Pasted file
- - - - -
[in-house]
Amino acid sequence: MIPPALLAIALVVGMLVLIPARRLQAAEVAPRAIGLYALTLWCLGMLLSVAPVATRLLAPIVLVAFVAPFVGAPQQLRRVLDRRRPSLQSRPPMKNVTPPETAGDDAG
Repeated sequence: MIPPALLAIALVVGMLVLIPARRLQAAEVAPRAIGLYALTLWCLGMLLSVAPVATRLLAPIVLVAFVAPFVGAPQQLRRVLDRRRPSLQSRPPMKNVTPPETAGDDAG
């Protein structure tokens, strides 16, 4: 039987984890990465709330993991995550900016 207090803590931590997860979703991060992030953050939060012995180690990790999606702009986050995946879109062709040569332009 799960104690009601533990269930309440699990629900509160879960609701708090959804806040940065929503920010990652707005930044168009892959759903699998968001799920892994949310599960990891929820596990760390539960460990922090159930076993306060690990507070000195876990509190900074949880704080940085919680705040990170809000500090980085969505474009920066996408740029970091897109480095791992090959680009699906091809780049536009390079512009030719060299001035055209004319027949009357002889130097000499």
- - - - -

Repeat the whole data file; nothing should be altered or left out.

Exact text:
[in-house]
Amino acid sequence: MIPPALLAIALVVGMLVLIPARRLQAAEVAPRAIGLYALTLWCLGMLLSVAPVATRLLAPIVLVAFVAPFVGAPQQLRRVLDRRRPSLQSRPPMKNVTPPETAGDDAG
Repeated sequence: MIPPALLAIALVVGMLVLIPARRLQAAEVAPRAIGLYALTLWCLGMLLSVAPVATRLLAPIVLVAFVAPFVGAPQQLRRVLDRRRPSLQSRPPMKNVTPPETAGDDAG
């Protein structure tokens, strides 16, 4: 039987984890990465709330993991995550900016 207090803590931590997860979703991060992030953050939060012995180690990790999606702009986050995946879109062709040569332009 799960104690009601533990269930309440699990629900509160879960609701708090959804806040940065929503920010990652707005930044168009892959759903699998968001799920892994949310599960990891929820596990760390539960460990922090159930076993306060690990507070000195876990509190900074949880704080940085919680705040990170809000500090980085969505474009920066996408740029970091897109480095791992090959680009699906091809780049536009390079512009030719060299001035055209004319027949009357002889130097000499």